Trial Judges Have Wide Discretion On Scientific Testimony, Court Says
By Joan Biskupic
The Supreme Court ruled unanimously yesterday that trial judges have great discretion to decide what type of scientific testimony can be presented to juries, a decision that could have a significant impact in product liability cases around the country.
Scientific experts have become ubiquitous in personal injury trials, with their testimony forming the basis of highly publicized complaints against manufacturers in breast implant, toxic waste and other liability lawsuits. For that reason, yesterday's case had been closely followed by business and labor, scientists, and the medical and legal community. Expert testimony is intended to enlighten a jury about a difficult, complex subject, but judges increasingly worry that parties to a case can find an "expert" to testify to anything and that flawed or distorted research "junk science" can mislead jurors.
The key question yesterday was how much deference an appeals court must give a trial judge's decision to exclude or admit "expert" testimony. The answer: Quite a lot.
Only if the trial judge "abuses" his or her discretion, that is, acts unreasonably or in a way totally unsupported by law, can an appeals judge reverse the decision on whether to admit expert testimony. The ruling clarifies a 1993 Supreme Court decision expanding trial judges' authority to decide whether testimony is sufficiently reliable and relevant for trial.
In their decision yesterday, the justices emphasized that trial judges, acting as "gatekeepers" of scientific evidence, should examine not only the conclusions of an expert but also his or her methodology. The justices said it was appropriate in this case brought by a man claiming he got lung cancer after handling chemical PCBs for a trial judge to bar testimony focused partly on studies of mice.
The studies involved infant mice that had developed cancer after being exposed to massive doses of polychlorinated biphenyls (PCBs). But the lawsuit concerned a man whose alleged exposure had been far less than that in the animal study.
"The studies were so dissimilar to the facts presented in this litigation that it was not an abuse of discretion for the district court to have rejected the experts' reliance on them," Chief Justice William H. Rehnquist wrote for the court. Further, Rehnquist said, referring to other studies linking PCBs to lung cancer, a judge "may conclude that there is simply too great an analytical gap between the data and the opinion offered."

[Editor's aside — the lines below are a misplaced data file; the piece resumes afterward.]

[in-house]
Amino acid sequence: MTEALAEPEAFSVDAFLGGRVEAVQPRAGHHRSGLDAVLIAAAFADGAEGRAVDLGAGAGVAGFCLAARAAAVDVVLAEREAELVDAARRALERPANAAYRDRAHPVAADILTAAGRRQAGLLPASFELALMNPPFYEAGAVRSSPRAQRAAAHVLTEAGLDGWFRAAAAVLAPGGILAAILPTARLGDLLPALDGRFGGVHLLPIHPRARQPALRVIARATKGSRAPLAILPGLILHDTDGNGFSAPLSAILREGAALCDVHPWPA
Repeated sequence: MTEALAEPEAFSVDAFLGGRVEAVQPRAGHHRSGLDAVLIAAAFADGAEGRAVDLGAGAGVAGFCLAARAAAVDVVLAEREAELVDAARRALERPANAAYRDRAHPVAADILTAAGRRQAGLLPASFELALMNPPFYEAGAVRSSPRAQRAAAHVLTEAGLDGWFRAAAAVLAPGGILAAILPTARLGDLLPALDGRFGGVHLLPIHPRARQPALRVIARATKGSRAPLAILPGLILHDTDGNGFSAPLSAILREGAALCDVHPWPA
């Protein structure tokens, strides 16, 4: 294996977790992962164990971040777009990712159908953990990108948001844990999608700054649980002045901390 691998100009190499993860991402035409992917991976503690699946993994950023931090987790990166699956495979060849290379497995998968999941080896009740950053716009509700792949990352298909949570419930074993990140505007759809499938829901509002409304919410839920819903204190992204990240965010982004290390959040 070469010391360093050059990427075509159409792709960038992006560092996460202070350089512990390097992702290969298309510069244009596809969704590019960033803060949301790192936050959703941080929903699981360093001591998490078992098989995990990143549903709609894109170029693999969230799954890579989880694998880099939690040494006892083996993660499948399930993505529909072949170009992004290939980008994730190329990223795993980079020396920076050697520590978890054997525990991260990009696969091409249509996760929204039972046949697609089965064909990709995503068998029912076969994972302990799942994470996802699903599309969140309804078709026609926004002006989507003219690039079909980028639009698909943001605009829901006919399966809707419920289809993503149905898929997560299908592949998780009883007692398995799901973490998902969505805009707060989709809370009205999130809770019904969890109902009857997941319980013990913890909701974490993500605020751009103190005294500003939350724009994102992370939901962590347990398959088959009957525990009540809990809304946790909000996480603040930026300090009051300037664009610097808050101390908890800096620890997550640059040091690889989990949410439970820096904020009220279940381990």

Yesterday's case was brought by Robert K. Joiner, a longtime electrician for the Water and Light Department of Thomasville, Ga., who was diagnosed with lung cancer in 1991. Joiner said his work maintaining and repairing transformers exposed him to coolant fluid containing PCBs, furans and dioxins, which caused or promoted his cancer. (He acknowledged that the cancer might have been caused in part by his cigarette smoking.)
Joiner sued General Electric and Westinghouse, which made the transformers, and Monsanto, which manufactured PCBs from 1935 to 1977. (Congress in 1978 banned the production and sale of PCBs, now considered hazardous to human health.)
The manufacturers countered that there was no evidence that Joiner suffered significant exposure to PCBs or that whatever level of exposure he may have received brought on Joiner's cancer. Joiner sought to offer statements from experts that showed PCBs cause and promote cancer. But a judge ruled for the manufacturers, saying the testimony from Joiner's experts lacked sufficient reliability. The judge also said Joiner failed to show he had been exposed to furans and dioxins.
The U.S. Court of Appeals for the 11th Circuit reversed, applying a particularly stringent standard of review to the trial judge's decision to exclude the expert testimony.
In overturning the part of that ruling regarding the PCB evidence yesterday, the justices said the trial court's actions did not rise to an "abuse of discretion." Justice Stephen G. Breyer wrote separately in General Electric Co. v. Joiner to observe that cases presenting science issues have increased significantly and to urge judges to seek help from specialists in trying to understand difficult subjects, perhaps through pretrial hearings, the appointment of special masters or specially trained law clerks.
Justice John Paul Stevens joined the rest of the justices in saying appeals courts must give great deference to trial judges, but dissented from the part of the opinion assessing the evidence in Joiner's case. He said the court did not have a sufficient record before it to review the experts' methodology and conclusions.
John G. Kester, a Washington lawyer who represented General Electric, said the ruling sends a message to lower courts to scrutinize the methodology behind an expert's conclusions and to ensure that studies introduced at trial are relevant.
Kenneth J. Chesebro of Boston, who represented Joiner, said it is unlikely to give either manufacturers or people alleging injuries the upper hand. "The range of discretion can go either way . . . to get rid of evidence or keep it in," he said.
© Copyright 1997 The Washington Post Company